> simply don't have any land that needs to be planted anymore. (although
> time you buy a forest in Indiana, it likely comes with a field of some
> sort).
> So while we get buffers to our preserves reforested for free and some
> time covered as part of the deal - what may you ask are the power
> getting?  They get a speculatively low price on carbon sequestration
> for the next 40 years on the site (they cover all of our costs - about
> $550/acre).  If carbon credit trading becomes a reality (as outlined in
> Kyoto protocol), they will "own X-number of credits for tons of carbon (by
> the way - the utilities are responsible for the monitoring of carbon
> sequestration during the 40 years - all we do is document baseline
> conditions at the time of initial planting).  Once carbon trading becomes
> reality (and the credits actually have "value") - the utilities expect to
> pay a premium to acquire the credits (and as a non-profit, we would have
> charge full market value for the credits by law - what ever the going rate
> for a carbon credit might be at that time).
> So, utilities are paying fro the cost of reforestation now, speculating
> at some point in the future, their investment will be worth quite a bit
> more.  Given the amount of money that they are paying (at our little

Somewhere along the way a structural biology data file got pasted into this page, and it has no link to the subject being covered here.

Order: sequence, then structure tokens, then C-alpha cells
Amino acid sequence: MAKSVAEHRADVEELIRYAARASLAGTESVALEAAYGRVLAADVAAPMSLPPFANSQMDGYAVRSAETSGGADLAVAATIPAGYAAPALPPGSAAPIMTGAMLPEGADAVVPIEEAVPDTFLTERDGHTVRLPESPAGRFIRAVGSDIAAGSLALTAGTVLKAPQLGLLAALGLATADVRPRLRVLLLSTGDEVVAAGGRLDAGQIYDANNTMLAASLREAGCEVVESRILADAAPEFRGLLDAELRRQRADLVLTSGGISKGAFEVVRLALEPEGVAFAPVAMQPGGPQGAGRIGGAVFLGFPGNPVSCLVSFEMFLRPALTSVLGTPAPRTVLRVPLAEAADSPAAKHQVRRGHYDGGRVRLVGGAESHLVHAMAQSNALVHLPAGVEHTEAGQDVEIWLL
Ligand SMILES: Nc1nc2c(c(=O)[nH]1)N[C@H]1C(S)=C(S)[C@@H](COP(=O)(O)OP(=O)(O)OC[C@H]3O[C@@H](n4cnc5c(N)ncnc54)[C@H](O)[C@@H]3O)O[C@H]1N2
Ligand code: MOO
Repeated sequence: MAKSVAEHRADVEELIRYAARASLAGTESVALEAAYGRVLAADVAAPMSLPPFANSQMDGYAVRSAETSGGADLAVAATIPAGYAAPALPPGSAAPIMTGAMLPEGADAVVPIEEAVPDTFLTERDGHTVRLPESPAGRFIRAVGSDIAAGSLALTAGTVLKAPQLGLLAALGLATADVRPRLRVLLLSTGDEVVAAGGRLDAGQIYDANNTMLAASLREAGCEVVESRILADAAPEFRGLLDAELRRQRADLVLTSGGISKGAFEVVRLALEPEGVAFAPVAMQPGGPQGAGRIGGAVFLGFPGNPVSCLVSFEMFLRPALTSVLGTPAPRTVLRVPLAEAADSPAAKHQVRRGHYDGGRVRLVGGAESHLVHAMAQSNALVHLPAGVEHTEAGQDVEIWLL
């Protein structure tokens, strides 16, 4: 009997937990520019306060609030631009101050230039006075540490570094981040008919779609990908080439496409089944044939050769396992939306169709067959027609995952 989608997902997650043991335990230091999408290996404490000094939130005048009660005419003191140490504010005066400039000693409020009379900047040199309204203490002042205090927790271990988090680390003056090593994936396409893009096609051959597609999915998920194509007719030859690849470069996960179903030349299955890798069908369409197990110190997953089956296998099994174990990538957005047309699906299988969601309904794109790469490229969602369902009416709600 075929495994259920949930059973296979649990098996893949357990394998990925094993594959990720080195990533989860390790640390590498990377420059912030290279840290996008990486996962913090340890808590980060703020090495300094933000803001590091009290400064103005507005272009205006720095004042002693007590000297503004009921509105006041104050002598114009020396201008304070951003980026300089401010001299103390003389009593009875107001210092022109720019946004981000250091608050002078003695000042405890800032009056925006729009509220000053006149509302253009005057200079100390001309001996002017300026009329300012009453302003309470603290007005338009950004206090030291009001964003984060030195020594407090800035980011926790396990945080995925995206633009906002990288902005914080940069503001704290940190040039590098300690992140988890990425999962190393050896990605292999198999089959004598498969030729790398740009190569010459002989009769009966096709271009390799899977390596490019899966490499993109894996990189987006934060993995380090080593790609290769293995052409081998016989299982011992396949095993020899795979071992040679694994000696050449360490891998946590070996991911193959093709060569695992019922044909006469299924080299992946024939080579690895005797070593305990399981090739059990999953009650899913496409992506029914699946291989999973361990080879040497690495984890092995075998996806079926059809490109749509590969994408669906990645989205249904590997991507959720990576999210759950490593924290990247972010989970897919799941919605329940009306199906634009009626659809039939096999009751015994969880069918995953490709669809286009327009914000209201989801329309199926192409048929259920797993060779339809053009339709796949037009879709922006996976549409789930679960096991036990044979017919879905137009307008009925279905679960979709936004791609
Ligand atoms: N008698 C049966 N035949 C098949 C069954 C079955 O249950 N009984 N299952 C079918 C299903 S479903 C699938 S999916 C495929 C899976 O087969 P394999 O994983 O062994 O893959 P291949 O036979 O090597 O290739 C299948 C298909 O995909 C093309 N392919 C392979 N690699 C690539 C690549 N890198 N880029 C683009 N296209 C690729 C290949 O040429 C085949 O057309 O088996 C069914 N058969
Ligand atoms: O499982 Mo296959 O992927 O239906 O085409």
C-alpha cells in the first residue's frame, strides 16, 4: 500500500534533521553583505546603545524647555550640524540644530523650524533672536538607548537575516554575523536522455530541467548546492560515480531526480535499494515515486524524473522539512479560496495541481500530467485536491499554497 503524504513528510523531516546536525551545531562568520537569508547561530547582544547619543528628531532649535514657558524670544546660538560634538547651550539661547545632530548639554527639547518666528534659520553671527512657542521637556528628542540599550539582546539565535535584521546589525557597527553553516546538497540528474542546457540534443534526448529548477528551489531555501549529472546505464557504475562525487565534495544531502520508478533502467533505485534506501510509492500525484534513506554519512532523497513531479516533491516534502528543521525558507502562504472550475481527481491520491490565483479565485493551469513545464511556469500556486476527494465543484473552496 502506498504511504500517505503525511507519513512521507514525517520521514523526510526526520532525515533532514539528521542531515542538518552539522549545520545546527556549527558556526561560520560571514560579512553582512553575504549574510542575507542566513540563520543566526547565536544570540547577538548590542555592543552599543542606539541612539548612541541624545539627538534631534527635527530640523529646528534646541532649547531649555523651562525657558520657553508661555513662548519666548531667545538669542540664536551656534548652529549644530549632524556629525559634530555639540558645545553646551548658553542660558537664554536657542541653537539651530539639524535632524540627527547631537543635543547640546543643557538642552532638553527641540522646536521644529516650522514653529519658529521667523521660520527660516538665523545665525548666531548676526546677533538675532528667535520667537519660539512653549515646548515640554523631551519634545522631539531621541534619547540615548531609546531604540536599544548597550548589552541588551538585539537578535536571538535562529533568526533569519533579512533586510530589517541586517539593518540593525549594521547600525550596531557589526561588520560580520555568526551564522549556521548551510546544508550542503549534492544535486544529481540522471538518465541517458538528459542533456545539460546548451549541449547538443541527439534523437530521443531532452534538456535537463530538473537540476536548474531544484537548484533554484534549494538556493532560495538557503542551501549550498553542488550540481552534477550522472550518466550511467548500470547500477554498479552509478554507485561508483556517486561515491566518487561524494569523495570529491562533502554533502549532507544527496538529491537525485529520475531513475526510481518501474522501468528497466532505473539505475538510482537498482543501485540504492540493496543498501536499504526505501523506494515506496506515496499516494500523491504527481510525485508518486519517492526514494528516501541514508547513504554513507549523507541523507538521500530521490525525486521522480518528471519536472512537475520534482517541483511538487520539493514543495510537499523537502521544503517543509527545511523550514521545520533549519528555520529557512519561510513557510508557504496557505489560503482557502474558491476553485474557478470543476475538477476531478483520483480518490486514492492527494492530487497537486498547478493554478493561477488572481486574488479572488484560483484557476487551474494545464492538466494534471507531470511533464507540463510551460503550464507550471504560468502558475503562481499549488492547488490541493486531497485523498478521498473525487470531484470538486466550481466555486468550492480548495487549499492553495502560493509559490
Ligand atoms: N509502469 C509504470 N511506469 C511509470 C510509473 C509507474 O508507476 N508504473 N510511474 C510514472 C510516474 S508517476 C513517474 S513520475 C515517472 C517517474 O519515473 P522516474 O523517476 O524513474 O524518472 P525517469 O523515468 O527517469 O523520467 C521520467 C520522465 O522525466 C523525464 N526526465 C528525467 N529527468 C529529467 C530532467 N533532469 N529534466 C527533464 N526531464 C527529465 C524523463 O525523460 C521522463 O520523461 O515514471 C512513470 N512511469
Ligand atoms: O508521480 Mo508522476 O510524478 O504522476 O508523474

> we planted about $700K worth of trees over the last few years), my guess
> that they are betting that the recommendations of the Kyoto summit will
> become accepted in the US.
> As an aside, one of the utilities has upped the ante, and is willing to
> a few hundred dollars per acre to help TNC acquire a conservation easement
> on lands within our preserve designs (in addition to the costs of
> reforestation).  They hope that this would help us to convince private
> landowners adjacent to our holdings to participate in the program.   You -
> the landowner get your land reforested for free, plus $2-3 hundred bucks
> acre in your pocket - and the credits of course go to ....
> If Ohio River Valley power companies (coal burning by the way) think that
> Kyoto will be adapted in the good 'ole USA, then there must be something
> all this global warming stuff.
> _________________
> John Shuey
> Director of Conservation Science
> Indiana Office of The Nature Conservancy
> -----Original Message-----
> From: owner-leps-l at [mailto:owner-leps-l at]On
> Behalf Of Stanley A. Gorodenski
> Sent: Wednesday, July 9, 2003 1:30 PM
> To: Leps List
> Subject: Re: leps-list not dead, but sleeping
> Mark Walker wrote:
> > That's very interesting - because "global warming" has indeed been
> > propagated by the media AND various lobbyists as a "global trend" - that
> is,
> I disagree. I have read Science (published by the American Association for
> the
> Advancement of Science) for over 10 years. _Numerous_ research results
> been
> presented related to global warming and climate change during this time.
> These
> were by researchers, not media and lobbyists. The common lay person does
> read Science and other scientific journals to get information on global
> warming.
> The media fills this gap, but because it is fulfilling a function for
> it
> was designed, it would be inappropriate to therefore say that the media is
> responsible for 'crying wolf' or spreading hysteria, so to speak. With
> respect
> to lobbyists, what sort of lobbyists are you referring to? I am sure the
> Exxons
> are not lobbying to reduce the consumption of oil because of global
> considerations.
> Stan